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CFPB Penalizes Credit Bureaus for Credit Score Marketing Abuse

New York bankruptcy lawyers usually tell their clients to obtain a credit report before filing bankruptcy. Most debtors should be able to do this for free because the Fair Credit Reporting Act (FCRA) requires the three big credit reporting bureaus, Experian, TransUnion, and Equifax, to provide consumers one free credit report per calendar year, which can best be done through However, debtors should be careful to ensure that the report is in fact free because the Consumer Financial Protection Bureau (CFPB) recently penalized two of the bureaus, TransUnion and Equifax, for deceiving consumers about their products.

The revelation is somewhat discouraging because TransUnion and Equifax engaged in some of the exact kinds of practices that consumer advocates have criticized other credit reporting companies of doing. In particular, they told consumers that their credit score products were free, but they enrolled people into subscription programs that began charging them on a monthly basis after a free trial period. This is the exact business practice that employed to trick customers into paying for a product that was explicitly advertised as free in its very name. The CFPB alleged that the subscription option was not clearly and conspicuously presented to consumers.

Primarily, though, the CFPB directed its enforcement action against the two bureaus for deceiving consumers about the value of the credit products they were marketing. The issue is somewhat subtle: The free credit scores consumers want are actually only part of what most lenders use when determining debtors’ creditworthiness for a particular loan. It might not be the case for more casual users, like employers or landlords, but mortgage lenders, for instance, use their own creditworthiness models into which the credit score only plays a partial role. TransUnion and Equifax instead told consumers that lenders used their credit reports in their entirety in lending decisions.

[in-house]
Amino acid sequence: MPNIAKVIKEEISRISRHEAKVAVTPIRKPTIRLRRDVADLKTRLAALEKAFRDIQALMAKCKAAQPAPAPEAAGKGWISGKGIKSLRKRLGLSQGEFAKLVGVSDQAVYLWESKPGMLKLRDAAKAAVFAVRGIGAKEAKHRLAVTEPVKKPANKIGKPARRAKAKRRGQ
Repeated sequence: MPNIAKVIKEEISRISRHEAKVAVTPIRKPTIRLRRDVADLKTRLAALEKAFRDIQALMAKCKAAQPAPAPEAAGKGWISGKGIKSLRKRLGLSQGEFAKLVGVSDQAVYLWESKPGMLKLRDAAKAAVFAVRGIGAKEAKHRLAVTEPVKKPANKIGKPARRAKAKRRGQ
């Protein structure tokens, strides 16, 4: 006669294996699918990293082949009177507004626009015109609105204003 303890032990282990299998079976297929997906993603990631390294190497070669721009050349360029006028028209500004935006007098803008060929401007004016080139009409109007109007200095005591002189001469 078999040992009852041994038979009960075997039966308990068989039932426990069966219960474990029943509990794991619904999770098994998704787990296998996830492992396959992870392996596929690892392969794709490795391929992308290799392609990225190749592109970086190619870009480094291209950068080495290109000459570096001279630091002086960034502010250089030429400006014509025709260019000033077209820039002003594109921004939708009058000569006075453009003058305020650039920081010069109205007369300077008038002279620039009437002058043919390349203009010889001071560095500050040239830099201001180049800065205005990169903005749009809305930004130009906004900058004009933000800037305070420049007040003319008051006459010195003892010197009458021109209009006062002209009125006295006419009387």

The CFPB also discovered that Equifax forced its Web site users to view advertisements for its products before redirecting them to, violating the FCRA.

As a penalty for these abuses, the CFPB ordered TransUnion and Equifax to pay back consumers $13.9 million and $3.8 million, respectively, and it required them to pay a total $5.5 million into the CFPB’s penalty fund. On top of that, the agency required the two bureaus to truthfully represent their products, obtain consumers’ informed consent before enrolling them in subscription programs, and allow them to cancel easily.

Information on the CFPB’s enforcement action can be found here, and the agency also discusses the differences among credit scores here.

Debtors should be careful when obtaining their free credit scores because the three bureaus don’t always behave responsibly. If you’re considering bankruptcy, discussing your financial situation with an experienced New York bankruptcy lawyer will help you stay away from wasting money on unneeded financial products.

For answers to more questions about bankruptcy, the automatic stay, effective strategies for dealing with foreclosure, and protecting your assets in bankruptcy please feel free to contact experienced Brooklyn bankruptcy attorney Bruce Weiner for a free initial consultation.

Rosenberg, Musso & Weiner, L.L.P
26 Court St # 2211
Brooklyn, NY 11242, USA

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